Hard Time: Ex-Social Security Employee Gets Four Years in Prison for Fraud
The man and two co-defendants, according to the government, “conspired to steal public money from the Social Security Administration."
The latest case involving Social Security fraud led to Eric Lemoyne Willis, a forty-six-year-old former Social Security employee, getting four years in prison for fraud, conspiracy, and other crimes.
According to the U.S. Attorney’s office for the Eastern District of California, the sentence was for conspiracy to defraud the United States, theft of government property, and aggravated identity theft. The man pled guilty to the charges back in 2019.
The man and two co-defendants, according to the government, “conspired to steal public money from the Social Security Administration (SSA).” The man sentenced Wednesday spent three years as an SSA Operations Supervisor in California, where he “used his authority as an SSA employee to access the confidential Social Security records of numerous Social Security beneficiaries.”
The two co-defendants pled guilty earlier, with sentencing scheduled to take place in August.
Willis, per the Department of Justice, obtained the personal information of beneficiaries and shared it with his co-conspirators. Those people then called SSA field offices, impersonated the beneficiaries, and opened bank accounts under those identities, to which they routed Social Security payments. They also withdrew cash from those accounts and fraudulently used debit cards. They even spent some of the money on “trips to Las Vegas and luxury items including Rolex watches.”
In all, nearly $700,000 was stolen by the conspirators, from more than 200 Social Security beneficiaries. The man convicted has been ordered to pay full restitution.
Willis “abused his position with SSA for his personal gain, setting up an elaborate scheme with co-conspirators that defrauded those who needed it the most of over $690,000 in Social Security benefits. This sentence holds him accountable for his egregious criminal actions,” Dawn Nolan, a Social Security Administration Office of the Inspector General official, said in the government’s statement. “I thank the U.S. Attorney’s Office for prosecuting this individual and protecting the integrity of SSA programs.”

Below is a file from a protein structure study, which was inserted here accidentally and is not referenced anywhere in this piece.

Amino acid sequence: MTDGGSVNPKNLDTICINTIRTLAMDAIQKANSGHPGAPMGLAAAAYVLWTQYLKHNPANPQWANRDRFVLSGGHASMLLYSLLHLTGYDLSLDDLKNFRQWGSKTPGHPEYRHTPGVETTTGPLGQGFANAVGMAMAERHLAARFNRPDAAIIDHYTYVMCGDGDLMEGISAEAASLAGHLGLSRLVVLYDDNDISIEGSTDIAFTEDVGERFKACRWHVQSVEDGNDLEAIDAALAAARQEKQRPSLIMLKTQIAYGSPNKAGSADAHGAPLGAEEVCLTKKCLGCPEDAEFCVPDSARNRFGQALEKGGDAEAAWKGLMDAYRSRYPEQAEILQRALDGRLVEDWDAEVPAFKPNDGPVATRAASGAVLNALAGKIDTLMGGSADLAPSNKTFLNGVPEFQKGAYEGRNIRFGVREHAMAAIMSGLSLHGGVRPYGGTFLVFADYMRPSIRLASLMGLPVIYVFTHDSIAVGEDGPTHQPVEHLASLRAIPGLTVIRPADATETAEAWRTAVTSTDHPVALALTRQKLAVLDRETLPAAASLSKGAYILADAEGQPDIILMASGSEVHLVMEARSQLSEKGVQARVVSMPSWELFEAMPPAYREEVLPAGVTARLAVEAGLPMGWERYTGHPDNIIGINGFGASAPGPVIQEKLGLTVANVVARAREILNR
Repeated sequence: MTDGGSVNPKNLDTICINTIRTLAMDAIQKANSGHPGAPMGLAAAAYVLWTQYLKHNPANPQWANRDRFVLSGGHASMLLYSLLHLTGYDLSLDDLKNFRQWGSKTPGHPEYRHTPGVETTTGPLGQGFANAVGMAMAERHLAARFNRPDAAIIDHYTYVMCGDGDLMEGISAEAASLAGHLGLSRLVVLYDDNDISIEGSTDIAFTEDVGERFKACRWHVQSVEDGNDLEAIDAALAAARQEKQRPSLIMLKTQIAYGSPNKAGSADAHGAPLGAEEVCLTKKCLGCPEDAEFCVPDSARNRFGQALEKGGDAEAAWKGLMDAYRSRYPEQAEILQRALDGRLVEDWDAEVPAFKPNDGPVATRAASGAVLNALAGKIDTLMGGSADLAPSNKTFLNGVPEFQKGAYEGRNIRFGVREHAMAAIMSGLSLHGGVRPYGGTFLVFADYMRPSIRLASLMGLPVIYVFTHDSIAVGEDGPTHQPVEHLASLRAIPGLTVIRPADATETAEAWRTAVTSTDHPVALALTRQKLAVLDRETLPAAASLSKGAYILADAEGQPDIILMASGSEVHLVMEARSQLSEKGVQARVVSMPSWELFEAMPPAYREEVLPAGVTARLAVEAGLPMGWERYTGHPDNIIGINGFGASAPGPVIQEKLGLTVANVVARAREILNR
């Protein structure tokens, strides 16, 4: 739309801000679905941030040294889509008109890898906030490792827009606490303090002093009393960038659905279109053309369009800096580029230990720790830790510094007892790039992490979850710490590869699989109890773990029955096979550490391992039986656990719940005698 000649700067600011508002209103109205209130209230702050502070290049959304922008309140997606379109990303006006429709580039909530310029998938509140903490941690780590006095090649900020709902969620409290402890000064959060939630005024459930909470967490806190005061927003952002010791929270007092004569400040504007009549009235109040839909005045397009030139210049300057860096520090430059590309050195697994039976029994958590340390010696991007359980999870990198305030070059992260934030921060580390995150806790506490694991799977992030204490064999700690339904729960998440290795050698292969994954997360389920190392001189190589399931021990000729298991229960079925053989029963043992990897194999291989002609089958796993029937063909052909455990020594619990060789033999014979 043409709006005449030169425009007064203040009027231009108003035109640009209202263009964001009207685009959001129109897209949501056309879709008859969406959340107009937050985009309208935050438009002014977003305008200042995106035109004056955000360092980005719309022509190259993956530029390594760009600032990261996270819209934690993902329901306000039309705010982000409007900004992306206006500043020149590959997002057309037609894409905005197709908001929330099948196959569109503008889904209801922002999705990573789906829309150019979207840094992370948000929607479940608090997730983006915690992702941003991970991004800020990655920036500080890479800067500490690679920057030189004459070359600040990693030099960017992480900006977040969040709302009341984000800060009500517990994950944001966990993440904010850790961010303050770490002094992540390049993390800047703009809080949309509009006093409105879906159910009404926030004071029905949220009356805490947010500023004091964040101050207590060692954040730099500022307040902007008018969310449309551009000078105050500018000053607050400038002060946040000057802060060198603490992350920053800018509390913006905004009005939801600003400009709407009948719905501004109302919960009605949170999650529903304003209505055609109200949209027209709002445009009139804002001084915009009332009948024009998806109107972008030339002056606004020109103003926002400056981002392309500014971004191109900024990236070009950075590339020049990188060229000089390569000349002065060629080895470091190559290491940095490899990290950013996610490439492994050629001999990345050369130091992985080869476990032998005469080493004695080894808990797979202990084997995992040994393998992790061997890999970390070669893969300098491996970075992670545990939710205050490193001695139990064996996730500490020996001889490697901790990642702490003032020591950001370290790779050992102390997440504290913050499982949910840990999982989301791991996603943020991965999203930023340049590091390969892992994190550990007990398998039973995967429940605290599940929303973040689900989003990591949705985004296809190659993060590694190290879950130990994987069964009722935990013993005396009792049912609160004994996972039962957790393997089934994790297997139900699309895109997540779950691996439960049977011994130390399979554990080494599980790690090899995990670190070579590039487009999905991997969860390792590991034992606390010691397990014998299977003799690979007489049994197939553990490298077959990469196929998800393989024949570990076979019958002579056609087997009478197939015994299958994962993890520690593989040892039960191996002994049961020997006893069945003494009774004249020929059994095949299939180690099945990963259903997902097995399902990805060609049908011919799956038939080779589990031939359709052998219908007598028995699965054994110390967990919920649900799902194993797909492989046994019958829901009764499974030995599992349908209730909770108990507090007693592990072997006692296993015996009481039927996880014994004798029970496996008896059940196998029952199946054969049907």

Late last month, an Arkansas couple involved in a Social Security-related scam were sentenced to prison time for charges that included theft of government funds and aiding and abetting.
“The Social Security Administration is set up to make funds available to those who are truly in need because of a disability. However, through their criminal conduct, Mr. and Mrs. Schwartz lined their own pockets with this money that was intended to help those with legitimate disabilities,” U.S. attorney David Clay Fowlkes said when the sentences were announced. “Our office will continue to pursue fraud cases such as this one and will continue to seek to protect programs like this, which are designed to help some of the most vulnerable members of our society,” he added.
Stephen Silver, a technology writer for The National Interest, is a journalist, essayist, and film critic, who is also a contributor to The Philadelphia Inquirer, Philly Voice, Philadelphia Weekly, the Jewish Telegraphic Agency, Living Life Fearless, Backstage magazine, Broad Street Review and Splice Today. The co-founder of the Philadelphia Film Critics Circle, Stephen lives in suburban Philadelphia with his wife and two sons. Follow him on Twitter at @StephenSilver.